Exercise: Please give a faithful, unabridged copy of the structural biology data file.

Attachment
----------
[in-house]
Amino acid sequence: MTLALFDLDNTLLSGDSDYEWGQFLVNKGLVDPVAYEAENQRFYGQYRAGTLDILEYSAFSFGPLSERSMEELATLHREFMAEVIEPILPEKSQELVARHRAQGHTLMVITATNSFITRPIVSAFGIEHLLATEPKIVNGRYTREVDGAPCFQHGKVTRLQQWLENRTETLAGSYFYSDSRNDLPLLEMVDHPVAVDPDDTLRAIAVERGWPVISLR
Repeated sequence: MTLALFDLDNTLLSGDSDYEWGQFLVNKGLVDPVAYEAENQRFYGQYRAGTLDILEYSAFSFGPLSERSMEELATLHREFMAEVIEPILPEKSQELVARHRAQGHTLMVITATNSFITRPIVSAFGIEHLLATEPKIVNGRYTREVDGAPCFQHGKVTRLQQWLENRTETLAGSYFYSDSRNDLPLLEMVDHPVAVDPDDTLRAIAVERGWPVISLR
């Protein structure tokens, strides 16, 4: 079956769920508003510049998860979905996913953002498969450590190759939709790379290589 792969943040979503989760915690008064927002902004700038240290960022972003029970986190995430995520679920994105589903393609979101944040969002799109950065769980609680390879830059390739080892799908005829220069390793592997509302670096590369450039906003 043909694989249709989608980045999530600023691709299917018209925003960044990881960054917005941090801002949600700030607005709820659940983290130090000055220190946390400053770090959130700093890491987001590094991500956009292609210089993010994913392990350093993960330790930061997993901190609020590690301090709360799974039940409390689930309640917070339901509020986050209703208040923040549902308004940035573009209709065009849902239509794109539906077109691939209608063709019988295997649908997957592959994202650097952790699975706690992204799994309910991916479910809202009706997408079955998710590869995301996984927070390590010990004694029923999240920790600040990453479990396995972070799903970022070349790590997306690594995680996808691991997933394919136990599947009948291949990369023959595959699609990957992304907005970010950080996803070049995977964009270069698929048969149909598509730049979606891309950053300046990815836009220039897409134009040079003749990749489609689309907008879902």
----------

[in-house]
Amino acid sequence: MTLALFDLDNTLLSGDSDYEWGQFLVNKGLVDPVAYEAENQRFYGQYRAGTLDILEYSAFSFGPLSERSMEELATLHREFMAEVIEPILPEKSQELVARHRAQGHTLMVITATNSFITRPIVSAFGIEHLLATEPKIVNGRYTREVDGAPCFQHGKVTRLQQWLENRTETLAGSYFYSDSRNDLPLLEMVDHPVAVDPDDTLRAIAVERGWPVISLR
Repeated sequence: MTLALFDLDNTLLSGDSDYEWGQFLVNKGLVDPVAYEAENQRFYGQYRAGTLDILEYSAFSFGPLSERSMEELATLHREFMAEVIEPILPEKSQELVARHRAQGHTLMVITATNSFITRPIVSAFGIEHLLATEPKIVNGRYTREVDGAPCFQHGKVTRLQQWLENRTETLAGSYFYSDSRNDLPLLEMVDHPVAVDPDDTLRAIAVERGWPVISLR
């Protein structure tokens, strides 16, 4: 079956769920508003510049998860979905996913953002498969450590190759939709790379290589 792969943040979503989760915690008064927002902004700038240290960022972003029970986190995430995520679920994105589903393609979101944040969002799109950065769980609680390879830059390739080892799908005829220069390793592997509302670096590369450039906003 043909694989249709989608980045999530600023691709299917018209925003960044990881960054917005941090801002949600700030607005709820659940983290130090000055220190946390400053770090959130700093890491987001590094991500956009292609210089993010994913392990350093993960330790930061997993901190609020590690301090709360799974039940409390689930309640917070339901509020986050209703208040923040549902308004940035573009209709065009849902239509794109539906077109691939209608063709019988295997649908997957592959994202650097952790699975706690992204799994309910991916479910809202009706997408079955998710590869995301996984927070390590010990004694029923999240920790600040990453479990396995972070799903970022070349790590997306690594995680996808691991997933394919136990599947009948291949990369023959595959699609990957992304907005970010950080996803070049995977964009270069698929048969149909598509730049979606891309950053300046990815836009220039897409134009040079003749990749489609689309907008879902």